Human Rights Watch (HRW) said on Thursday that Sudanese security forces have used threats, assaults and rape in order to silence female human rights activists.
HRW said Sudanese government officials have targeted mostly women activists involved in rights campaigns and protests including students, teachers, lawyers and journalists.
According to the rights group, violence and abuse of women increased in the country following the Arab Spring uprising, and especially after South Sudan's secession from Sudan in 2011 and Sudan's economic downturn.
"Sudanese women who defend human rights experience political repression like their male colleagues but are also vulnerable to sexual assault and intimidation because they are women," said HRW Africa director Daniel Bekele.
"Sudanese security officials often take advantage of discriminatory laws and social conventions to silence them," he added, speaking at the launch of HRW's report "Good Girls Don't Protest".
'You women activists and party members, you are all sharmuta [whores]'", said one activist, one of more than 85 female activists and human rights defenders interviewed by HRW.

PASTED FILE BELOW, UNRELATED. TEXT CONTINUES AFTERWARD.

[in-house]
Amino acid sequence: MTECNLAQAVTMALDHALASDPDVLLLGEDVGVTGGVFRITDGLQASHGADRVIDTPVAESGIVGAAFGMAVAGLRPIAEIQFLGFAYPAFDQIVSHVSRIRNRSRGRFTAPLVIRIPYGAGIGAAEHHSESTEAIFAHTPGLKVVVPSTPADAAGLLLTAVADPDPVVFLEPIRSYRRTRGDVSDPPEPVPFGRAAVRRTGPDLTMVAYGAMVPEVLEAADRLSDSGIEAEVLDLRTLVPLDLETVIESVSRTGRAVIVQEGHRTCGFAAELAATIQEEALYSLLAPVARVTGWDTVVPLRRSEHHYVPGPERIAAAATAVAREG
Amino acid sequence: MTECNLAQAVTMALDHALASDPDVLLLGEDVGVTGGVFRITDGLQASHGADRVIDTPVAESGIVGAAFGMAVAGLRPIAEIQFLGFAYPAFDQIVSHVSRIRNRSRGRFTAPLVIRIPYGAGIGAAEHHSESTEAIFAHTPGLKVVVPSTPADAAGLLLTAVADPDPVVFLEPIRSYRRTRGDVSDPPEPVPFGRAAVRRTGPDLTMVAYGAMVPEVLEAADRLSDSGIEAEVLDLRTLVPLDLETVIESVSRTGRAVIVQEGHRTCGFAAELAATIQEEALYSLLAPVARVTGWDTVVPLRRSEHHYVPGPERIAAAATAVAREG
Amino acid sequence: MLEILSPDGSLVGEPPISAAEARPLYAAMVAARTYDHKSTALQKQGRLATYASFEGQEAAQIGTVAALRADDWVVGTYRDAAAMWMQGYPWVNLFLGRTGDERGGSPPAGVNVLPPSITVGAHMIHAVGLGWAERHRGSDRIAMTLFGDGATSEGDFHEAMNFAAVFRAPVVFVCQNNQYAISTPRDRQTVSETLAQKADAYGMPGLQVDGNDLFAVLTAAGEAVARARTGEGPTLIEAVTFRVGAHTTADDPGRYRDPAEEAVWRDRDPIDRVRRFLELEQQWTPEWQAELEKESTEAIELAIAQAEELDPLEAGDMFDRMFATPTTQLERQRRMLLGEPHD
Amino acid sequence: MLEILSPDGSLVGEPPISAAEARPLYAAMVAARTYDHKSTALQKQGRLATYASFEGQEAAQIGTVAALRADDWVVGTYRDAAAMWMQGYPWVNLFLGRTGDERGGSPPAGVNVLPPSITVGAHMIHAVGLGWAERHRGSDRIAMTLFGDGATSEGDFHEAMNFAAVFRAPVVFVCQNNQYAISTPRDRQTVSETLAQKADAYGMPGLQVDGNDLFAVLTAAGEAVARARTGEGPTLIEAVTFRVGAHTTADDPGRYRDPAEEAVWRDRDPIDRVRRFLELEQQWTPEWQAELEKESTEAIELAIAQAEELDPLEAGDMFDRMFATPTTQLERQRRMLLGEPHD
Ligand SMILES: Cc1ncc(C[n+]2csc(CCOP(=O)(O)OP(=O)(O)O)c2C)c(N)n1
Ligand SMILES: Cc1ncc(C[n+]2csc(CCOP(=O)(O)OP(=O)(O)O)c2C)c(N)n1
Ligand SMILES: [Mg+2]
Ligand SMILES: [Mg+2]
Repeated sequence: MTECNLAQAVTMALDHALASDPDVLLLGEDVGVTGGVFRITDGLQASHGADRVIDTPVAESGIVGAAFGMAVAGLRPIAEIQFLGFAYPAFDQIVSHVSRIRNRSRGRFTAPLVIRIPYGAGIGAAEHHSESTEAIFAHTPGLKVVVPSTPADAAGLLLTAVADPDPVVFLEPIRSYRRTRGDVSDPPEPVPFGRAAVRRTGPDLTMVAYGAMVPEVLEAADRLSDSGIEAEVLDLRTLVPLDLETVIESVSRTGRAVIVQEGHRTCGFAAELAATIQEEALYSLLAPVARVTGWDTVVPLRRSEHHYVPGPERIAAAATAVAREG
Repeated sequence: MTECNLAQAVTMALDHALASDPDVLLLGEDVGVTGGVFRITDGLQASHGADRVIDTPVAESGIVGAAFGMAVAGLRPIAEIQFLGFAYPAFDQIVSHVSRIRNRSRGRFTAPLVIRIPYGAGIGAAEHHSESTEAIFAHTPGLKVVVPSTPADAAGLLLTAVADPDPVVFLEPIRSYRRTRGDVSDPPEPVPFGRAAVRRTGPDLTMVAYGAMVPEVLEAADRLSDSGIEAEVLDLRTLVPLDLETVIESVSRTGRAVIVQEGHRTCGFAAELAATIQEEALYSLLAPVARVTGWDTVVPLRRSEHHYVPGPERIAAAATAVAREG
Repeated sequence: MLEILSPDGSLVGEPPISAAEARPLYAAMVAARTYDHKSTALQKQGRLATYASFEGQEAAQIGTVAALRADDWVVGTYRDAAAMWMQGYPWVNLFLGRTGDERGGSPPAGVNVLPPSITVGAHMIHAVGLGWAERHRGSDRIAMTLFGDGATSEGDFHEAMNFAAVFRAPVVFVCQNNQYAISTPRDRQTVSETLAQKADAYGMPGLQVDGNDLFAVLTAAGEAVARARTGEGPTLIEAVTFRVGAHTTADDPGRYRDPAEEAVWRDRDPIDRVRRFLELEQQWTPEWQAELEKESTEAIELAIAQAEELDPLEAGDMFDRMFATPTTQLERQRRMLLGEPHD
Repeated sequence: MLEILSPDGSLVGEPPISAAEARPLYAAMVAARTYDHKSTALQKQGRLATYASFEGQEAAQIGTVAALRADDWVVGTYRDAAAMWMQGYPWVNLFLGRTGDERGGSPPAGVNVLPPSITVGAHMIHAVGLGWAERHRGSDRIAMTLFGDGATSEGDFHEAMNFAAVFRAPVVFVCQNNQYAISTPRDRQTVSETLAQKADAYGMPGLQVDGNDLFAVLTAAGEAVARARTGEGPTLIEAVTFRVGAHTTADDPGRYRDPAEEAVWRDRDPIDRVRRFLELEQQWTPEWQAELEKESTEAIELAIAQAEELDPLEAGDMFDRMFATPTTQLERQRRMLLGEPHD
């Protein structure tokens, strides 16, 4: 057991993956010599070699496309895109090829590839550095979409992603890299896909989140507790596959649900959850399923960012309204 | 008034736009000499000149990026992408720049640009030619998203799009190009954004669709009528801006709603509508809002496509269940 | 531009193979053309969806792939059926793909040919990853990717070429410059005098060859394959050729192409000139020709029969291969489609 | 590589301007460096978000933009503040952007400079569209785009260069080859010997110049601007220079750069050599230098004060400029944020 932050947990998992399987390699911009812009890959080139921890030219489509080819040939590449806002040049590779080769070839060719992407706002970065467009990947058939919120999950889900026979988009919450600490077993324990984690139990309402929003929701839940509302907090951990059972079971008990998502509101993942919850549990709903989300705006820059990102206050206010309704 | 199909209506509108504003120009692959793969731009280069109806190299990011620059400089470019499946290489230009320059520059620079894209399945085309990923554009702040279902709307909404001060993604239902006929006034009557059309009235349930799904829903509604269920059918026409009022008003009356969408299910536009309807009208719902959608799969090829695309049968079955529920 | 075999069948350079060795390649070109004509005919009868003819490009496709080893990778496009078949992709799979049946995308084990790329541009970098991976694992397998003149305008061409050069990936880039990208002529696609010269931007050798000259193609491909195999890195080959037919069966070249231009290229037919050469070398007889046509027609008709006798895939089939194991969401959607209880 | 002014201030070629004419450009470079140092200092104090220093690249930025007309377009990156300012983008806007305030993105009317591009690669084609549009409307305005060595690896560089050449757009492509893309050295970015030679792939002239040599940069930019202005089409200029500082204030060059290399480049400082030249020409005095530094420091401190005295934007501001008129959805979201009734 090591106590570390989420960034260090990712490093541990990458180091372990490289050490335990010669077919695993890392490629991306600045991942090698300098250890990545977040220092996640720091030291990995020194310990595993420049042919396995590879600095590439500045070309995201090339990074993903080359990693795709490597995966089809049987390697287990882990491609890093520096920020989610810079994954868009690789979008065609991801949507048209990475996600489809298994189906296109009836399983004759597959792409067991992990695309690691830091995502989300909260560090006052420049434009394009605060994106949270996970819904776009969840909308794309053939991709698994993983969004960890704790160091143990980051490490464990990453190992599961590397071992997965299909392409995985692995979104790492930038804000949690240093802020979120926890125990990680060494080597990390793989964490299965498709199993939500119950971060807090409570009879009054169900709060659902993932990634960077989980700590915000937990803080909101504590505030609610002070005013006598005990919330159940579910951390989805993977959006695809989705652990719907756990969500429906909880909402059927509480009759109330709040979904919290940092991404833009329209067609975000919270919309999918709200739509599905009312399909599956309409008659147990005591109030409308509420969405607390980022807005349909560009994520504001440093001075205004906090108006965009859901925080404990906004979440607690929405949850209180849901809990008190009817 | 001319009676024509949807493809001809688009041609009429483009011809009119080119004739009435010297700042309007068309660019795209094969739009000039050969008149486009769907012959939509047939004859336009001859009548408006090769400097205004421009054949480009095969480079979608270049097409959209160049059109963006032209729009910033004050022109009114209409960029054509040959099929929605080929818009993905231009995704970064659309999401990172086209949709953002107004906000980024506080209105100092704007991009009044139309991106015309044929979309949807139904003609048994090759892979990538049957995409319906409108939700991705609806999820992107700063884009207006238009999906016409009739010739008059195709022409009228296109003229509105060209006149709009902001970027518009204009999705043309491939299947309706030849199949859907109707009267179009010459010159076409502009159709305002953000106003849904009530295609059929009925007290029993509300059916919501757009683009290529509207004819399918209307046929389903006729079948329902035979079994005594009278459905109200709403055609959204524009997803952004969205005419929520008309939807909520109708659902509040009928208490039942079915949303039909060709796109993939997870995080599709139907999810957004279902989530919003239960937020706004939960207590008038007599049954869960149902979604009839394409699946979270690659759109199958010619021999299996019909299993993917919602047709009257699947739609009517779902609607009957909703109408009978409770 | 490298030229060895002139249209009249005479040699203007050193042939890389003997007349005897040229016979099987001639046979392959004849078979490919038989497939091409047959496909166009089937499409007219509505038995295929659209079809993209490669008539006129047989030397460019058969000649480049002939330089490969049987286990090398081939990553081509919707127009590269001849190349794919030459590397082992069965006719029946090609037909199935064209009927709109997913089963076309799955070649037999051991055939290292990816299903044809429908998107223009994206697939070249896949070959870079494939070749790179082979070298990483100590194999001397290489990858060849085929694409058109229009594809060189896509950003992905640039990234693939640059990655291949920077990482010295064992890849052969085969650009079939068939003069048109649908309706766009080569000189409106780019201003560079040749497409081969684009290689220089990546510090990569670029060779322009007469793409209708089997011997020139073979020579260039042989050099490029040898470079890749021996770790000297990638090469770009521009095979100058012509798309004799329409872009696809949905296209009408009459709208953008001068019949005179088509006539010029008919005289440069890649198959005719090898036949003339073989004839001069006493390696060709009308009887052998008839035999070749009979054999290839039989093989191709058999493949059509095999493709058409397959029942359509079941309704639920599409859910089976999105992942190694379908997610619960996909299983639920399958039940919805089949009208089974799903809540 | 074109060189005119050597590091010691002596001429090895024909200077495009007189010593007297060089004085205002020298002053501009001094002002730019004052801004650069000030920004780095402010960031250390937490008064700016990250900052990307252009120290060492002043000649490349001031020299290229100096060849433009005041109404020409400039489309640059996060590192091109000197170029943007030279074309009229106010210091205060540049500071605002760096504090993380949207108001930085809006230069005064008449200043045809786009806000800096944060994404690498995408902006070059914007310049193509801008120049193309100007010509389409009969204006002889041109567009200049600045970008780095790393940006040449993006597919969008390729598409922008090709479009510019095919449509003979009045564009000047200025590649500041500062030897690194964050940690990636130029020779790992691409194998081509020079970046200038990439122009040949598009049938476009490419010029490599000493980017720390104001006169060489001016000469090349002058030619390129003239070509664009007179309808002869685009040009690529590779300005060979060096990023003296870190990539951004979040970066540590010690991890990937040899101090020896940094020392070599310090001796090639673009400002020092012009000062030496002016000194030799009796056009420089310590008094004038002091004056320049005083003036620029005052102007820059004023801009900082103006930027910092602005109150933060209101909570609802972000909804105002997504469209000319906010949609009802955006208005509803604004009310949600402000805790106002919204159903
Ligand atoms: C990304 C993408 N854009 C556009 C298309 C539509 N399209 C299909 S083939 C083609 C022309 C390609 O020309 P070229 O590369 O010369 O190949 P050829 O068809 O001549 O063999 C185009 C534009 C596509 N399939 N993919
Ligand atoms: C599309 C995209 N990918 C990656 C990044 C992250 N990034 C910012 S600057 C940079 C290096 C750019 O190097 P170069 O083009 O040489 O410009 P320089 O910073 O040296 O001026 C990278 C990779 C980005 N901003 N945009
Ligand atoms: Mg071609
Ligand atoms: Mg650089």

"I said I work in what I believe. Then they started kicking me and one of them took his trousers off and started raping me."
The Sudanese government could not be reached for comment.
The civil war in South Sudan began in December 2013 after President Salvar Kiir accused his former deputy Riek Machar of attempting a failed coup.
Although more than 12,000 UN peacekeepers have been deployed in the country, at least 10,000 people have been killed so far while more than 2.3 million others have been forced to flee their homes while nearly 3.9 million face severe food shortages.